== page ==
Deckard (Harrison Ford) is a retired Blade Runner, a group of elite people that have previously policed the earth looking for robots (known as replicants) that have returned following their expulsion some years before.
He is sent on a mission to annihilate four robots who hijacked a ship in order to return to earth to meet the man that manufactured them. Their motive is clear - as humans made the robots to have a four-year lifespan as a fail-safe against developing human emotions, they want this reversed so that they can live peacefully off earth for longer.
The storyline, from the beginning, is extremely difficult to follow. There are many, many reviews on IMDb about how people have hated this film on first viewing and then fully understood its purpose and moral standing on a second, third or fourth viewing. Unfortunately, I haven't had that luxury, so what will follow will be a controversial review to many.
It is possible to see a few elements of Alien in the landscaping and music work from this film and it is clear to see that director Ridley Scott was influenced with elements from his 1979 film. Unfortunately, unlike Alien it doesn't feel like anywhere near a completed work.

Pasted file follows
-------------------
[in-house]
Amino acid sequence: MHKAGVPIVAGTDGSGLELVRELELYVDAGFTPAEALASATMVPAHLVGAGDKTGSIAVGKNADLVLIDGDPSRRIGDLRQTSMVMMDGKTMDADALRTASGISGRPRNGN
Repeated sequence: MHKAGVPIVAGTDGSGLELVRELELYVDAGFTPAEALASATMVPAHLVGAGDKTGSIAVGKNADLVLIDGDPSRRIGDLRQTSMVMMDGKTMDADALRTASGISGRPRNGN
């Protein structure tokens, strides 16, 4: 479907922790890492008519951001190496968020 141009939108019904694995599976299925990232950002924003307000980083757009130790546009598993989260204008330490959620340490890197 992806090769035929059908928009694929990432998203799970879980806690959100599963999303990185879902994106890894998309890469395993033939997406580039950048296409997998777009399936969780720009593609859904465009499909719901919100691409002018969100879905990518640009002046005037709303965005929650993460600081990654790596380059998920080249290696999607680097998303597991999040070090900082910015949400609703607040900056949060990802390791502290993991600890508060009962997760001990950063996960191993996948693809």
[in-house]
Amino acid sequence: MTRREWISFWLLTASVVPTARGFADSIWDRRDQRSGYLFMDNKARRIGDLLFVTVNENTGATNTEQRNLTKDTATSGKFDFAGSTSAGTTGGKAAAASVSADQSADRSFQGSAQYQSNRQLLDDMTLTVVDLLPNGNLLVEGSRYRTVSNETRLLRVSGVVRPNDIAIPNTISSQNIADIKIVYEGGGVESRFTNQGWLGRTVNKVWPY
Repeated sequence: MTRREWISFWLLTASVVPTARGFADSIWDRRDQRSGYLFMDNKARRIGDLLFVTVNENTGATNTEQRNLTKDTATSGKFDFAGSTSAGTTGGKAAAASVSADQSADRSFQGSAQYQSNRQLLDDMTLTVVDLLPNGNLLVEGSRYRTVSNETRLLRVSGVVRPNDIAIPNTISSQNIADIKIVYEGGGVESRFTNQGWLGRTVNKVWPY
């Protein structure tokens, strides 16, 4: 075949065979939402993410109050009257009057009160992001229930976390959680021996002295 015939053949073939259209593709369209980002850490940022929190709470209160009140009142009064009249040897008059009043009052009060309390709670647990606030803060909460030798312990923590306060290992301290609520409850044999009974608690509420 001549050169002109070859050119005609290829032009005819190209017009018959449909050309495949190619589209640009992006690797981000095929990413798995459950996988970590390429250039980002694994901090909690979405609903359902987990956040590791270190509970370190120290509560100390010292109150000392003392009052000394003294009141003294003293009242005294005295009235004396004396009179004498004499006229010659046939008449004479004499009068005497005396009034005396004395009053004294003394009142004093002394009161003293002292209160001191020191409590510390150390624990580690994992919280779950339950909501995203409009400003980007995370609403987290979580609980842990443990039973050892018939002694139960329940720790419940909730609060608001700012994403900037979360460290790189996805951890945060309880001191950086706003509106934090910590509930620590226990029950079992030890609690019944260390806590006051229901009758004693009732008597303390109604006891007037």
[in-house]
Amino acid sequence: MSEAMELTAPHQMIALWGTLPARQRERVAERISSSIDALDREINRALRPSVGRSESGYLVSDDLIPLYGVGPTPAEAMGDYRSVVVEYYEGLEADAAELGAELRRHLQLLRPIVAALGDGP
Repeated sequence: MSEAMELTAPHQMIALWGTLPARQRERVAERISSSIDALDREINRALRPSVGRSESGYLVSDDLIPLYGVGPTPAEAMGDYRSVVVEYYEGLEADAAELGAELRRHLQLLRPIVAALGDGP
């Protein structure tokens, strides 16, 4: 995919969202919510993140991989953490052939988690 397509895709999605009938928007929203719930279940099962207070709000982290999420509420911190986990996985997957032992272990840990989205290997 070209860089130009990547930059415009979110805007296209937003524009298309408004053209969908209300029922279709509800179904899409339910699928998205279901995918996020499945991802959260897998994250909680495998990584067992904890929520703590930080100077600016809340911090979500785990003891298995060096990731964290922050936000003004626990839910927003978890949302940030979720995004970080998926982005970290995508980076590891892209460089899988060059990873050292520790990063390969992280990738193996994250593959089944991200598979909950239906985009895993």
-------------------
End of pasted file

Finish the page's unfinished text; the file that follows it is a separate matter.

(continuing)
Despite a strong opening sequence, the film's many flaws start to creep in. Beginning with the setting - I can't imagine that even Ridley Scott himself thought that in 2019 (37 years after the film's release) humans would have developed robots with near-human emotions, let alone cars that fly and space travel so advanced it makes Neil Armstrong look like a caveman.
Deckard's emotional involvement with a replicant defies everything that the film teaches about robots and humans being so very different, and while this may seem to some like a clever method of developing the moral boundaries, it just feel like an absolute contradiction and a way of shoving a loosely put together love story in your face.
Overall, I may watch this film again to try and gain further understanding but for now... I'd rather re-watch Alien.